Meditation via Mediation: Balthasar, prayer, and The Our Father

This morning a listened to a podcast discussion on the work of Hans Urs von Balthasar that sadly seems to be inactive. Despite truncated production, the one episode that was published gave an invigorating introduction to Balthasar’s book Christian Meditation. From which, the hosts highlight VB’s theology of meditation, IN Christ. I have two takeaway thoughts and one takeaway prayer:

  1. Thomas Torrance’s The Mediation of Chirst might make a great reading companion to VB’s Chirstian Meditation for their mutual, high christology. Torrance holds a reformed catholic view of the atonement that leaves much to mystery, while staying firmly trinitarian in upholding the hypostatic union. Jesus the Christ is cosmically inclusive by way of his exclusice mediation on the cross. In a similar way, VB maintains the particular mediation by the person of Christ, in prayer. By Christ’s mediation, one does not empty the mind in order to incite God to come near. Rather, Jesus prays for us as the incited action of God, particularly when he came near in space and time to pray for us in death (Lord, Jesus, pray for me now and in the hour of my death). “Why am I forsaken,” can only be prayed by Christ on his cross.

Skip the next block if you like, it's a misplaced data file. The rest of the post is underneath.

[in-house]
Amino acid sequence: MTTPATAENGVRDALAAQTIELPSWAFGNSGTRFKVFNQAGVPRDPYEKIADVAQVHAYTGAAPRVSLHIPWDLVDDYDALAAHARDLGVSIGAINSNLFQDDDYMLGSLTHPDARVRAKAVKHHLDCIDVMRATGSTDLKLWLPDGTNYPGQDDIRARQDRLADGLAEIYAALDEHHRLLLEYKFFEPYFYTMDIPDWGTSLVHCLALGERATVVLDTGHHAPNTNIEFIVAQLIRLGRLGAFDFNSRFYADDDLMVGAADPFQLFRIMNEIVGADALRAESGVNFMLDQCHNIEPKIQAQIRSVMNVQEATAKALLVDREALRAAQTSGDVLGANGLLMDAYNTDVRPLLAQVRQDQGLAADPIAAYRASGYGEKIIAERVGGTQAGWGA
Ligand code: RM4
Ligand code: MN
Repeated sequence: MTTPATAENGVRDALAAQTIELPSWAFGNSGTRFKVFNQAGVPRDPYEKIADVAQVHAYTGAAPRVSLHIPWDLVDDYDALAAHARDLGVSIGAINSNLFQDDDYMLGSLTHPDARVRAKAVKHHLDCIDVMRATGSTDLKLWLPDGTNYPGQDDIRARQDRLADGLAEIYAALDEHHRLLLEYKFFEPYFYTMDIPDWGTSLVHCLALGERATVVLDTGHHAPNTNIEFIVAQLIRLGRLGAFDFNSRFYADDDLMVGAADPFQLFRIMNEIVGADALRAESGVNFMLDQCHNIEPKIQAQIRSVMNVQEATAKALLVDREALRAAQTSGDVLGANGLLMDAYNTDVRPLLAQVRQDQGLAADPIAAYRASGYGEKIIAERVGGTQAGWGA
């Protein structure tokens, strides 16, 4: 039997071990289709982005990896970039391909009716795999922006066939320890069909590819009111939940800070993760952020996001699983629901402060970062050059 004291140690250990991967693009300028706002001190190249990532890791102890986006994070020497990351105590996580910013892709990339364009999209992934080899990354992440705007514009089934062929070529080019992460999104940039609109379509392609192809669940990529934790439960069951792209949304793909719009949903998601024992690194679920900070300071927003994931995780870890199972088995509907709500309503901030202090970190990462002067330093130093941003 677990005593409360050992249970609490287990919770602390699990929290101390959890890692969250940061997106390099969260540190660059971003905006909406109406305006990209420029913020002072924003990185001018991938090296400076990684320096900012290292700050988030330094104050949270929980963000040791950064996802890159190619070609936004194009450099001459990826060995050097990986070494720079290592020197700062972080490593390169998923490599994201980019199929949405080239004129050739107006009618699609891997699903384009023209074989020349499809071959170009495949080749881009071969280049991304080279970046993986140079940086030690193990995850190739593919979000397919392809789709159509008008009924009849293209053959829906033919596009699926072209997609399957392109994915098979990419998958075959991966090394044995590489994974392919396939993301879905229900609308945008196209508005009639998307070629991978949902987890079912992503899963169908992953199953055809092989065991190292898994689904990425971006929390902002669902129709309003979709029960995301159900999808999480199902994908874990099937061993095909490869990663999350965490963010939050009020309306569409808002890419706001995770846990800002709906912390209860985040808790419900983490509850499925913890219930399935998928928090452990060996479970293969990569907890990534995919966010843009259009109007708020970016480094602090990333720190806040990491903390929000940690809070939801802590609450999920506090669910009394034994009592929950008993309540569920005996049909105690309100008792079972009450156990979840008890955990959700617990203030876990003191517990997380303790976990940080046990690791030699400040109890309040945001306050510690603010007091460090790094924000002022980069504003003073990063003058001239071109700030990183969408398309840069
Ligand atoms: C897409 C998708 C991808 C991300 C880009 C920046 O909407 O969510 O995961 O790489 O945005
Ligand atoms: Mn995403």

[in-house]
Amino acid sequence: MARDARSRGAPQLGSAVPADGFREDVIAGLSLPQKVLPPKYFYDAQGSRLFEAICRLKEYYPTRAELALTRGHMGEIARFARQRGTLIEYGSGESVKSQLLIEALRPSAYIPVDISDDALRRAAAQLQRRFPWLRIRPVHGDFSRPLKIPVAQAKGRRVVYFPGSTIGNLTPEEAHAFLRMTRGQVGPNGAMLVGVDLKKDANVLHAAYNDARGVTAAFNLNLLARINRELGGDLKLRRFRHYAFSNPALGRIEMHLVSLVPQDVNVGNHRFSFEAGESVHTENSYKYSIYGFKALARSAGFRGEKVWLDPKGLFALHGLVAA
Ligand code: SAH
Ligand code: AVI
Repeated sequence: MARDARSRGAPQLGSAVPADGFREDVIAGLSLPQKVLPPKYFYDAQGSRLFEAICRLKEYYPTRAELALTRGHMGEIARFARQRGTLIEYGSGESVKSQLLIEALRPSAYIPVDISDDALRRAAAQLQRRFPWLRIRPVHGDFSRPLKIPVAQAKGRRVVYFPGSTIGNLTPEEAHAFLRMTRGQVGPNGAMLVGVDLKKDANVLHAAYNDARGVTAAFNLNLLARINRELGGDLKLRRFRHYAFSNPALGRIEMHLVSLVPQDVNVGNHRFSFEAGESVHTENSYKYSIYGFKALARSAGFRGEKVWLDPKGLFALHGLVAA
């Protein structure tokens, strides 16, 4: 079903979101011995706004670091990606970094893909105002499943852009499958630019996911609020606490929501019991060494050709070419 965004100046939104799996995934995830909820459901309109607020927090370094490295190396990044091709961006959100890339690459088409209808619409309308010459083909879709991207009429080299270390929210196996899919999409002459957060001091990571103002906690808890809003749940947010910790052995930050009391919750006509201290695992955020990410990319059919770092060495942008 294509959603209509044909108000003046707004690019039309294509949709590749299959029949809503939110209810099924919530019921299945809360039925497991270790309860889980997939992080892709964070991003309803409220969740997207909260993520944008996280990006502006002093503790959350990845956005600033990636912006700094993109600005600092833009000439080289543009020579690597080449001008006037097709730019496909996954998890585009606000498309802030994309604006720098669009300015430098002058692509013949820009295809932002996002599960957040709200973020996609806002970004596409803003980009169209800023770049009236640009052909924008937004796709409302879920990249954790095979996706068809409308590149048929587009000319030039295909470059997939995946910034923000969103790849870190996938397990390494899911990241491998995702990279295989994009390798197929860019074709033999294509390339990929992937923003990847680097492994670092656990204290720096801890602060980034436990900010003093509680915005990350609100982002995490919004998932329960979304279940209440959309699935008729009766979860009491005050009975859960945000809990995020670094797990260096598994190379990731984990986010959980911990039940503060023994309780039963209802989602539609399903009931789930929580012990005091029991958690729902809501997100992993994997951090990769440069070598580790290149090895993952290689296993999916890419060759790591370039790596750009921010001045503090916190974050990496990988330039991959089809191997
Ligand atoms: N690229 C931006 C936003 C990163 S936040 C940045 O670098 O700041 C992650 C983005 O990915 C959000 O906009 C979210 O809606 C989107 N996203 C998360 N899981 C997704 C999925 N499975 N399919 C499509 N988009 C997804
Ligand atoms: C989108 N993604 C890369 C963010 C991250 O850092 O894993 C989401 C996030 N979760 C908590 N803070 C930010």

VB and Torrance might hug or, at least shake hands, in saying: even now, the risen, slain-Lamb is behind the veil, praying to his father, in the love of the Spirit, for his people.

  2. Prayer is inviting one’s soul into the presence of Chirst and finding one’s home in the triune God. AND Prayer is kneeling, at the trough of our sin, sadness, misery, and self-love, in/with Christ, long enough to find satisfaction in a father already running to meet us—coming to our senses…in the words of George Herbert, “Something understood.”

Our Father, in whom we surrender our perceived control, your self-revelation is heavy with value. Please bring your crowned king to rule, here and now, like it is there and always, in heaven. Give us grace enough for our next breath and decision, in remembrance of you. Please wash us with the clensing blood of your son, Jesus, as we wash others with the water of your word. Don’t steer us into the songs of the Sirens but sail us away from the rocks into the open sea of your love. Because we journey, fight, and serve your purpose, by your strength, and for your praise. Amen

Poetics of Prayer @Izak